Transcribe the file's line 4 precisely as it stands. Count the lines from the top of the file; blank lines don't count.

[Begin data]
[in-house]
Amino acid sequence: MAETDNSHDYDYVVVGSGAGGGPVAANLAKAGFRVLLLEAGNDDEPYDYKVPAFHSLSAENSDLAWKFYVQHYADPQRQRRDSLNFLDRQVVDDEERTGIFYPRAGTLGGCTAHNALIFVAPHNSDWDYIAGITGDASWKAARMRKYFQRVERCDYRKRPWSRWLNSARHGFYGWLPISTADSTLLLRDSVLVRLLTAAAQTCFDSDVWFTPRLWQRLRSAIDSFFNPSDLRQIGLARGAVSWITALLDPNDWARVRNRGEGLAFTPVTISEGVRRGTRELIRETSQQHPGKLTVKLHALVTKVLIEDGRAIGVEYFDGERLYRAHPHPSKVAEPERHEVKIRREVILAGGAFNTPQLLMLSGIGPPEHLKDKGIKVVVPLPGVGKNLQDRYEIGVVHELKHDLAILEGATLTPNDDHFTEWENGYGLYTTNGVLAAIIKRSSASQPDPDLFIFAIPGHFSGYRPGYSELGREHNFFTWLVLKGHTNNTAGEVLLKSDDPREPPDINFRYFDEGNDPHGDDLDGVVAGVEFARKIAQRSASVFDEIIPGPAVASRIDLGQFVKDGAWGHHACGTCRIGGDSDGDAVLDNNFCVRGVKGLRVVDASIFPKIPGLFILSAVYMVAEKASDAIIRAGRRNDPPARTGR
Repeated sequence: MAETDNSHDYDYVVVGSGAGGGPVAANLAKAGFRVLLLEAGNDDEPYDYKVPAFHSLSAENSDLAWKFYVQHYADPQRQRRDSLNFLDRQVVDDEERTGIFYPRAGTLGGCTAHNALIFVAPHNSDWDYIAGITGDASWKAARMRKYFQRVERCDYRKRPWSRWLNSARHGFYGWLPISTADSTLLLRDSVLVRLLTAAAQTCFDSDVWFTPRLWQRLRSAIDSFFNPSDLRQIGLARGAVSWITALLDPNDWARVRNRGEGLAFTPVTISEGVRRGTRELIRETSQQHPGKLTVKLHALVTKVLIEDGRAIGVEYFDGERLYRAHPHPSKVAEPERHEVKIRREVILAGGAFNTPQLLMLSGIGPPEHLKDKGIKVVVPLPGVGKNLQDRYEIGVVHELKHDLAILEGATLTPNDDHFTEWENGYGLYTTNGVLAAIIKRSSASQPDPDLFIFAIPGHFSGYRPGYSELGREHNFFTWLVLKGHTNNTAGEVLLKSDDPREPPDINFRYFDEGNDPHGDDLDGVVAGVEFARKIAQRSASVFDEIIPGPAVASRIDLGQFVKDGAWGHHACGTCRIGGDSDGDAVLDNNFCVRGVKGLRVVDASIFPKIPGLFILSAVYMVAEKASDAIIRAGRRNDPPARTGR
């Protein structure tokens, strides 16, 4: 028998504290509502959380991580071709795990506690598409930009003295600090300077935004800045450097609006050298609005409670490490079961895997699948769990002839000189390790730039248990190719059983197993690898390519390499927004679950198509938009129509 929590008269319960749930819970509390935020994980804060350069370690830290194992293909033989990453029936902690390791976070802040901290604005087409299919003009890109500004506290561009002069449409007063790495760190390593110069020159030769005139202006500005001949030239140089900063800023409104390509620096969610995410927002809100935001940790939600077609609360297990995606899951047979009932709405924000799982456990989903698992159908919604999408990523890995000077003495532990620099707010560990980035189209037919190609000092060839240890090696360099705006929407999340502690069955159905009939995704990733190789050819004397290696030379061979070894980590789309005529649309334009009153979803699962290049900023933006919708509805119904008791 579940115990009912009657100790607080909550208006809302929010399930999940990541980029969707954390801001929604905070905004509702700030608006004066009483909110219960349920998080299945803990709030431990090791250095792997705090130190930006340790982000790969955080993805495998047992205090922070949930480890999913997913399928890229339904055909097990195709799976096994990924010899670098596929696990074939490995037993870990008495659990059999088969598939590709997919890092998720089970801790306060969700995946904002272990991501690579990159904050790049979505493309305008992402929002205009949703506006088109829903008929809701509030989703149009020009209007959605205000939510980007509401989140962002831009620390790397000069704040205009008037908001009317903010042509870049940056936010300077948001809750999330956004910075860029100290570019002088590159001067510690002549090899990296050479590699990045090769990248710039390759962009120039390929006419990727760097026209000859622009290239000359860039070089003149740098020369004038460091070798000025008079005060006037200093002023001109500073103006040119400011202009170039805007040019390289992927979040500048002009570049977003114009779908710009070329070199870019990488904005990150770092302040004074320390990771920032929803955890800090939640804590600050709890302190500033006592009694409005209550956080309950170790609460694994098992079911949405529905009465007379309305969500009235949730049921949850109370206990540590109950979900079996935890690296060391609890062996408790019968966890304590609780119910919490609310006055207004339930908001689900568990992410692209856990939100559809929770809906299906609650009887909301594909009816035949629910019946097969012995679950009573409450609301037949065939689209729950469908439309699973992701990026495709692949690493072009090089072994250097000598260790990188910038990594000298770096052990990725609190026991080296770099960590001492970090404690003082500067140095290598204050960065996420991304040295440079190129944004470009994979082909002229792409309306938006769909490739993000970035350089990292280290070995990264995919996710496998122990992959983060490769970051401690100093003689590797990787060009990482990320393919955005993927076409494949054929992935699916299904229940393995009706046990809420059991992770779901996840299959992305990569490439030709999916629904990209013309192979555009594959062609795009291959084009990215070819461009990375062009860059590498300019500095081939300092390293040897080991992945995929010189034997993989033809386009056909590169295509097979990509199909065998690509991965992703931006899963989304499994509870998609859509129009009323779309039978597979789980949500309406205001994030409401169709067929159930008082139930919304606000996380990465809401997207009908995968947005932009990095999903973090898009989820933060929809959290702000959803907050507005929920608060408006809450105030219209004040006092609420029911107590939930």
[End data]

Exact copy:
């Protein structure tokens, strides 16, 4: 028998504290509502959380991580071709795990506690598409930009003295600090300077935004800045450097609006050298609005409670490490079961895997699948769990002839000189390790730039248990190719059983197993690898390519390499927004679950198509938009129509 929590008269319960749930819970509390935020994980804060350069370690830290194992293909033989990453029936902690390791976070802040901290604005087409299919003009890109500004506290561009002069449409007063790495760190390593110069020159030769005139202006500005001949030239140089900063800023409104390509620096969610995410927002809100935001940790939600077609609360297990995606899951047979009932709405924000799982456990989903698992159908919604999408990523890995000077003495532990620099707010560990980035189209037919190609000092060839240890090696360099705006929407999340502690069955159905009939995704990733190789050819004397290696030379061979070894980590789309005529649309334009009153979803699962290049900023933006919708509805119904008791 579940115990009912009657100790607080909550208006809302929010399930999940990541980029969707954390801001929604905070905004509702700030608006004066009483909110219960349920998080299945803990709030431990090791250095792997705090130190930006340790982000790969955080993805495998047992205090922070949930480890999913997913399928890229339904055909097990195709799976096994990924010899670098596929696990074939490995037993870990008495659990059999088969598939590709997919890092998720089970801790306060969700995946904002272990991501690579990159904050790049979505493309305008992402929002205009949703506006088109829903008929809701509030989703149009020009209007959605205000939510980007509401989140962002831009620390790397000069704040205009008037908001009317903010042509870049940056936010300077948001809750999330956004910075860029100290570019002088590159001067510690002549090899990296050479590699990045090769990248710039390759962009120039390929006419990727760097026209000859622009290239000359860039070089003149740098020369004038460091070798000025008079005060006037200093002023001109500073103006040119400011202009170039805007040019390289992927979040500048002009570049977003114009779908710009070329070199870019990488904005990150770092302040004074320390990771920032929803955890800090939640804590600050709890302190500033006592009694409005209550956080309950170790609460694994098992079911949405529905009465007379309305969500009235949730049921949850109370206990540590109950979900079996935890690296060391609890062996408790019968966890304590609780119910919490609310006055207004339930908001689900568990992410692209856990939100559809929770809906299906609650009887909301594909009816035949629910019946097969012995679950009573409450609301037949065939689209729950469908439309699973992701990026495709692949690493072009090089072994250097000598260790990188910038990594000298770096052990990725609190026991080296770099960590001492970090404690003082500067140095290598204050960065996420991304040295440079190129944004470009994979082909002229792409309306938006769909490739993000970035350089990292280290070995990264995919996710496998122990992959983060490769970051401690100093003689590797990787060009990482990320393919955005993927076409494949054929992935699916299904229940393995009706046990809420059991992770779901996840299959992305990569490439030709999916629904990209013309192979555009594959062609795009291959084009990215070819461009990375062009860059590498300019500095081939300092390293040897080991992945995929010189034997993989033809386009056909590169295509097979990509199909065998690509991965992703931006899963989304499994509870998609859509129009009323779309039978597979789980949500309406205001994030409401169709067929159930008082139930919304606000996380990465809401997207009908995968947005932009990095999903973090898009989820933060929809959290702000959803907050507005929920608060408006809450105030219209004040006092609420029911107590939930």